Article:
Saving face is indeed a danger to me because it means avoiding embarrassment at all costs, and sometimes the costs are quite costly. Saving face means forcing myself and then hating a pilates class afterward not because there was something wrong with the pilates class but because I got through it dishonestly and doing so hurt, literally. If I'm to get through this whole fitness endeavor honestly and with a chance of succeeding, I'll have to stop and wipe my forehead, drink a half cup of water, and modify modify modify.

And anyway, I'm sick and tired of all the face-saving wrangling I've done in my life.  That's what the eating disorder was all about in some sense: let me get so small that you won't notice and can easily excuse the sorry mess of my existence on this earth. Let me get thin for you; let me make up for all my deficits. And in pilates Tuesday night, the refrain was not so different: let me force my way through this even if I need ice and a chiropractor afterward because I want you [insert name of instructor I just met and fifteen anonymous college girls] to like me, I want you not to reject me for being on the brink of muscular atrophy.  It rings of fabulous mental health, does it not?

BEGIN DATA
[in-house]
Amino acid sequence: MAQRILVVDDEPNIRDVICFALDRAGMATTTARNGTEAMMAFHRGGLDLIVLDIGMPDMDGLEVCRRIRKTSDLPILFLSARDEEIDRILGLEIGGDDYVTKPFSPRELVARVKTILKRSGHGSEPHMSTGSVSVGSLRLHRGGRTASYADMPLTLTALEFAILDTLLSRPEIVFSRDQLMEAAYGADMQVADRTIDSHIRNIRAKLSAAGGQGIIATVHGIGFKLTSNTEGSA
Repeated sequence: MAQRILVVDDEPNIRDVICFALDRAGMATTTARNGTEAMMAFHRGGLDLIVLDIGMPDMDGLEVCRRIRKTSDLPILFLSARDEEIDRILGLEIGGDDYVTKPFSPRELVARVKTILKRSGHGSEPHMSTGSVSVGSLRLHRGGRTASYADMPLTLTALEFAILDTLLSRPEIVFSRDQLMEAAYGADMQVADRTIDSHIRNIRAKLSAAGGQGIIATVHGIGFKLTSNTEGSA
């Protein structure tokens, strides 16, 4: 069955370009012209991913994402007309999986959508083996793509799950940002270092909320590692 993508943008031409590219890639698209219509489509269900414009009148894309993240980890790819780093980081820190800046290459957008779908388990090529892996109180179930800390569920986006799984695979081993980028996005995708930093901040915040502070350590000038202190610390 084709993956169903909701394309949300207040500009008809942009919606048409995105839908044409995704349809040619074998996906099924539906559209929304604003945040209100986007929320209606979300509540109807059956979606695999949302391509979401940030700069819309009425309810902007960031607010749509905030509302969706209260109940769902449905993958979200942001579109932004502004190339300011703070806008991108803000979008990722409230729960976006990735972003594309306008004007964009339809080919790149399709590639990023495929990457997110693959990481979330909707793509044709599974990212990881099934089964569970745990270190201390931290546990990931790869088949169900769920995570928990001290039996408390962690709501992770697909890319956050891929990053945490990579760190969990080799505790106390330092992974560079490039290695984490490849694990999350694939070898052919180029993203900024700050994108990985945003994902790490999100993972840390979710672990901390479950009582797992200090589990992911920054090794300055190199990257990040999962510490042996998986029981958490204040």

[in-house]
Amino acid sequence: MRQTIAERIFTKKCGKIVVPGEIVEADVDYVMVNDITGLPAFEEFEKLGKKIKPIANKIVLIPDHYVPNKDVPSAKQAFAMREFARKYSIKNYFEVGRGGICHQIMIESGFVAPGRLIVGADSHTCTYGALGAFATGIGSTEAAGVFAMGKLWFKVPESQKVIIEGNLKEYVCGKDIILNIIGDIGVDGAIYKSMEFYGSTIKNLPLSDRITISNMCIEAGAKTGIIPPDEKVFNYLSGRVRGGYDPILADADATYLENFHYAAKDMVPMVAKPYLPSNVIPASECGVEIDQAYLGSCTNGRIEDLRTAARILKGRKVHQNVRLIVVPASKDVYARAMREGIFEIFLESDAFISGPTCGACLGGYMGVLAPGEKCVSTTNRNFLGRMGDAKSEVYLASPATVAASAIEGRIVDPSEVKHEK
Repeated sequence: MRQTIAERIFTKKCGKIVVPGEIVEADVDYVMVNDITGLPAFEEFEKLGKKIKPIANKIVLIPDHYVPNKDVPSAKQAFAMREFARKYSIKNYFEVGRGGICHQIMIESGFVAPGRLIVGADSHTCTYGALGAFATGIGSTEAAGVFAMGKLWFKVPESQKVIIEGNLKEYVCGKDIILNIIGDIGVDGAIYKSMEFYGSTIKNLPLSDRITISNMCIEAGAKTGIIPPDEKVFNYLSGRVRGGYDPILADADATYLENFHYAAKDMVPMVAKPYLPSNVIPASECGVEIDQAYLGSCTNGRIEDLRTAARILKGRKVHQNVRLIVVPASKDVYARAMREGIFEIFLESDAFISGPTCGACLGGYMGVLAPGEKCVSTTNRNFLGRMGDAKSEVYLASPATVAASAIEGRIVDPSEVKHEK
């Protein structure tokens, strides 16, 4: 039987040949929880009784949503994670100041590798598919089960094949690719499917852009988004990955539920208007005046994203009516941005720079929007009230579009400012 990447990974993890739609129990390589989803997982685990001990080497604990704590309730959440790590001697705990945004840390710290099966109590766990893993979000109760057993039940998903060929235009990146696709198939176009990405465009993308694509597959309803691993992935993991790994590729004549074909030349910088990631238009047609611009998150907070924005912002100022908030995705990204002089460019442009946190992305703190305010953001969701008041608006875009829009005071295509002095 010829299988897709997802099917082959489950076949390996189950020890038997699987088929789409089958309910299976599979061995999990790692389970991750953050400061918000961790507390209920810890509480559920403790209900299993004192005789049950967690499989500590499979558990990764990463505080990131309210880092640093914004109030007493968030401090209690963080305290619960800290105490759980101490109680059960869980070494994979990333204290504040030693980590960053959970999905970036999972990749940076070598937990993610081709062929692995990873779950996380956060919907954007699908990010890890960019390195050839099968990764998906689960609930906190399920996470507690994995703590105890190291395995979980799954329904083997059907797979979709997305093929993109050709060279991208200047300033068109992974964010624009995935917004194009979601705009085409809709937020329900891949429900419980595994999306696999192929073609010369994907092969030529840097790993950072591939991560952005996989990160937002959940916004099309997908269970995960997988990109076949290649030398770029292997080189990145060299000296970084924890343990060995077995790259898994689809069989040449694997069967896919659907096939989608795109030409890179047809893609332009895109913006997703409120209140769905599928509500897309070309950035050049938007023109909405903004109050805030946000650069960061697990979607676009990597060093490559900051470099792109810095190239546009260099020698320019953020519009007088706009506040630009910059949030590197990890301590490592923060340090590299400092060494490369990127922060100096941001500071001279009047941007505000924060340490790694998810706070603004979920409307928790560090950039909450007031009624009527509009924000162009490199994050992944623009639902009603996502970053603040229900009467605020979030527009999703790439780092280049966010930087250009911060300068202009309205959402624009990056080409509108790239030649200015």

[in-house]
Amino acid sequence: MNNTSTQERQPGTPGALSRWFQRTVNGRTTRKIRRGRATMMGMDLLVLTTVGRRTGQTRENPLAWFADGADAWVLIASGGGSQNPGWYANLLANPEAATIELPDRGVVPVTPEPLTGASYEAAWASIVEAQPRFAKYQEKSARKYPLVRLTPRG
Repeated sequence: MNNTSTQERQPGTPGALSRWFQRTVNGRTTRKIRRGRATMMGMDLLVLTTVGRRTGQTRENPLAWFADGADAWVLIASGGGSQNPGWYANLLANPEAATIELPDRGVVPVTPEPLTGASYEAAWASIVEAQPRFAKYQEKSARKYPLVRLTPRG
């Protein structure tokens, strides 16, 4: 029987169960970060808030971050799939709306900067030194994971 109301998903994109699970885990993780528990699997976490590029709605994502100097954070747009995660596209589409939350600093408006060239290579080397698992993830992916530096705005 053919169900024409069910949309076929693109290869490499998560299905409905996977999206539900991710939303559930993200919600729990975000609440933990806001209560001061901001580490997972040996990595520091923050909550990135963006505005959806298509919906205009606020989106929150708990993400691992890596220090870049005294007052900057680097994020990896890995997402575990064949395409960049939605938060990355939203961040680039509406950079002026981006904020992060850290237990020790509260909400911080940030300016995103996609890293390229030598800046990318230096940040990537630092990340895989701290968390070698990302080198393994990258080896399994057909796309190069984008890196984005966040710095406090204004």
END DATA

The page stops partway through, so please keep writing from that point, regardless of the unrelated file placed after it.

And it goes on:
So as of today, January 19, I resolve to modify. I resolve to listen and care about what this 32-year-old, thrice post-partem body is telling me. I resolve to look in those yoga mirrors and not force myself to do what hurts, not force myself to do what I cannot.

Monday, January 03, 2011

Tiny Things